A team that wins a game gets 4 points, a draw between teams gets 2 points and no points for a loss. Extra or bonus points can be earned by teams for scoring 4 tries or more in a game earns 1 point. A defeated team can get up to 2 points, 1 bonus point by scoring 4 tries or more and 1 losing bonus point for losing by 7 or less points. The maximum points possible for a game is 5 points in total in league tables whereas scoring points during the match is 5 points for a try by grounding the ball in the area behind the goalposts. 2 points for the subsequent conversion kick on scoring a try. The referee can award a penalty kick for teams not playing to the rules and is worth 3 points while a drop goal by any team member during a game also earns 3 points.
What are the rugby player positions ?
There are 15 players and each player has a number which signifies the player’s role in the team.
N.1 –.Loose Head Prop forward on the left of N.2 in the front row
N.2 – The middle forward of the 3 person front row, he is also called the hooker as he is responsible for hooking the ball back with his feet to the other players when it’s put into the scrum. He also throws the ball in when there is a lineout
N.3 – Tight Head Prop forward on the right of N.2
The front row forwards bind and interlock with the opposing team’s front row.
N.4 – 2nd Row forward locks with N.2 & N.1, key powerhouse when driving forward
N.5 – 2nd Row forward locks with N.2 & N.3, key powerhouse when driving forward
N.6 – 2nd Row forward or Blindside Flanker in the row of 4 players
N.7 – 2nd Row forward or Openside Flanker in the row of 4 players
N.6 & N.7 are ready to break away to support the backs or first to tackle opposing team players when the ball leaves the scrum.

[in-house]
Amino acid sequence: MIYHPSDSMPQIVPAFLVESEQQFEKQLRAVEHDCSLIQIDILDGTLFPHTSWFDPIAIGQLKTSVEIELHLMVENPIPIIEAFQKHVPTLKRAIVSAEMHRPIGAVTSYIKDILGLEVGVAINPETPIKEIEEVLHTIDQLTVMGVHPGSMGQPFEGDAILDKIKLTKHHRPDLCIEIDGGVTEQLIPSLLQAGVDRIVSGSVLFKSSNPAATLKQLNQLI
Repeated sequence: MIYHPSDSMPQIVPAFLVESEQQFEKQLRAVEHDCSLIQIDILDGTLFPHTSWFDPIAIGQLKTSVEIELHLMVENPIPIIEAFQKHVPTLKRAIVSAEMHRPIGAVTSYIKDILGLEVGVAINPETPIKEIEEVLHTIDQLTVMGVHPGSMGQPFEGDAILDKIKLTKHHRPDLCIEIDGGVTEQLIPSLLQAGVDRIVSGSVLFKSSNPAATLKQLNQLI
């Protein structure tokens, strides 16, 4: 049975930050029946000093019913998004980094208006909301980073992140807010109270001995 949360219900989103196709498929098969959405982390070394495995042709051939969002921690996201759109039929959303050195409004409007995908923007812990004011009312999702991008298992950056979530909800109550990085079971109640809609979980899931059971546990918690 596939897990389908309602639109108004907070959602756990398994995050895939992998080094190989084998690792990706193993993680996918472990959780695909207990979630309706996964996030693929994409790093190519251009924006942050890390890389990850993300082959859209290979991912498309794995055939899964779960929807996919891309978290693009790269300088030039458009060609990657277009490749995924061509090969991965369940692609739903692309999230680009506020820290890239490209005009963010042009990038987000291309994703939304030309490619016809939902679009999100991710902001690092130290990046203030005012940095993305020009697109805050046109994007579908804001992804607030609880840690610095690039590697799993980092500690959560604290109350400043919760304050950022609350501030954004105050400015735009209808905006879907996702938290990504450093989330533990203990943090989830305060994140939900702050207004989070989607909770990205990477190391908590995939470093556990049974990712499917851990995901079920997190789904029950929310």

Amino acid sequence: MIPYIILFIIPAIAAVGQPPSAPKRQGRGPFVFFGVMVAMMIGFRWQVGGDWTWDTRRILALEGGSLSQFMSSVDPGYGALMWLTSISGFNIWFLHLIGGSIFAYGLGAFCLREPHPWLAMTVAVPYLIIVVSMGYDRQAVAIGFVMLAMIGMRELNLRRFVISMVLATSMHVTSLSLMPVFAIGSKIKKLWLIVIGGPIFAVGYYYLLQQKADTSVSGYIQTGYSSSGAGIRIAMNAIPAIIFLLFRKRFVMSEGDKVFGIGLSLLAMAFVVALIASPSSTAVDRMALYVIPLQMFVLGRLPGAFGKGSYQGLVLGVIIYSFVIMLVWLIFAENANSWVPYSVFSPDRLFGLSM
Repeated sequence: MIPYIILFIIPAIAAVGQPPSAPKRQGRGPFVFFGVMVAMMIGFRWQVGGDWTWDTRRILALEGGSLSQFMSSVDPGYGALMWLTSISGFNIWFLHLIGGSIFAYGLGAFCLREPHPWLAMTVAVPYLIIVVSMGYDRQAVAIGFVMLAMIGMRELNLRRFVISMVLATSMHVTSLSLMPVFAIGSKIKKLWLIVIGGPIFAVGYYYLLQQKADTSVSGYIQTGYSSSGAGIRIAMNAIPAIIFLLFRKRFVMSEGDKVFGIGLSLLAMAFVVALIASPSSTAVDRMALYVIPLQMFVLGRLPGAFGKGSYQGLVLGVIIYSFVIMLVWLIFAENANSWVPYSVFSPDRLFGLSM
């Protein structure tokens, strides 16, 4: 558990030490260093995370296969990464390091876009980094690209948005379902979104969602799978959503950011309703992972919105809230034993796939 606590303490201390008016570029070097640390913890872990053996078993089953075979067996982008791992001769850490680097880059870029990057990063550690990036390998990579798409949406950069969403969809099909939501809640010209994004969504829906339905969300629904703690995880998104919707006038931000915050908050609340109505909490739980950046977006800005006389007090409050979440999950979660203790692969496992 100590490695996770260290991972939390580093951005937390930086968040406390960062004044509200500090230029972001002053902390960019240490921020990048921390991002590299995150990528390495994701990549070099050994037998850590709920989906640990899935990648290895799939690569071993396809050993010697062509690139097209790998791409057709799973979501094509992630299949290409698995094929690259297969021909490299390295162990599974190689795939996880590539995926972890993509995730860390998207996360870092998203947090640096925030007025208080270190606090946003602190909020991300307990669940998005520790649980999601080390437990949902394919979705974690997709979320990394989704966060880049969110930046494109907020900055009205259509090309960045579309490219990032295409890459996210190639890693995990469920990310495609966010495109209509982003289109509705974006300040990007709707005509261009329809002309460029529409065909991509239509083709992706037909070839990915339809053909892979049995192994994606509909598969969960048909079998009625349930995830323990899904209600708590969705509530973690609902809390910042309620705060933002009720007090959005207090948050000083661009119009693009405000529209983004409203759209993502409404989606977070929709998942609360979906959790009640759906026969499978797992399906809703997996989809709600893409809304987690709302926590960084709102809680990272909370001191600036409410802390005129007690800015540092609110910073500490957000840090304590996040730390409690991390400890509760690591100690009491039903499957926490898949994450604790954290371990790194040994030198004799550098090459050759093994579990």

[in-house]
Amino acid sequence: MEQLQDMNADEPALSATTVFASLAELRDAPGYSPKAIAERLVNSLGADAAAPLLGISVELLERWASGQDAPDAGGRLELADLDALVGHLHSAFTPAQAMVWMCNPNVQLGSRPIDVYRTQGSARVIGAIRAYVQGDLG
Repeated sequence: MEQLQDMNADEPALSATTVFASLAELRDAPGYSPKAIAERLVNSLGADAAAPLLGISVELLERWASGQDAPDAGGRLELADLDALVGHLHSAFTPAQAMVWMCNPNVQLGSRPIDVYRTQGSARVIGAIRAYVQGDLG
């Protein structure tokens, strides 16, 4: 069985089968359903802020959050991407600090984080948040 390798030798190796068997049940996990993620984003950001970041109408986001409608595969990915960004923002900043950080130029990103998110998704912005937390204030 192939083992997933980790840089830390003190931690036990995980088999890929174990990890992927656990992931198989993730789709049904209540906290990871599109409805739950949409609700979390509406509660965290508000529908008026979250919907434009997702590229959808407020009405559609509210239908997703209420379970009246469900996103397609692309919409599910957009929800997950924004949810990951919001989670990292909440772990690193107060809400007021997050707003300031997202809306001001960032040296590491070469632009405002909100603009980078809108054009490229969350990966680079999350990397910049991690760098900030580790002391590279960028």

N.8 – Last person in the scrum formation, responsible for controlling the ball with his feet when the scrum is driving forward and locks with N.4 & N.5. This player is the only one who can pick the ball up from the scrum apart from N.9 and is a good all-rounder as a forward come runner with backs.
N.9 – Scrum-half, he is the connector between the forwards and backs, everywhere the forwards go he follows ready to pick the ball up to feed the backs and follows the backs in support.
N.10 – Fly-half, usually the first player to receive a pass from the scrum-half from scrums and lineouts. Always running in support of the backs and tactics decider in set moves plus usually a dead ball kicker too for penalties and conversions.
N.11 – Left Wing, the player which is furthest positioned from the forwards and the last in the backs line, very fast and agile.
N.12 – Inside Centre, speed essential to gain territory as main objective.
N.13 – Outside Centre, speed essential to gain territory as main objective while supporting the backs in carrying the ball or tactical pre-set moves
The inside & outside centres are dynamic and creative players with quick reactions and good vision in exploiting weaknesses the opposing team’s line of defence.
N.14 – Right Wing, like the left winger speed, velocity and agility are key factors.
N.15 – Fullback, last line of defence to prevent the opposing team from scoring, must have a strong kick when clearing the danger from attacking players, be a good catcher of the ball and be able to run fast. Often this player links up with the backs to provide the extra man tactically.
In rugby the substitutes are called replacements and can take the place of players for temporary injuries or blood injury at any time during the game or fully replace players. Although the positions above are outlined in today’s fast moving game some players are used in other roles for reasons of tactic or necessity. Even modern forwards have become faster runners and fitter than their respective players from years ago.
In the next entry we will tell you what the most important rugby tournaments are, and talk about Rugby 7s, so stay tuned for the part 2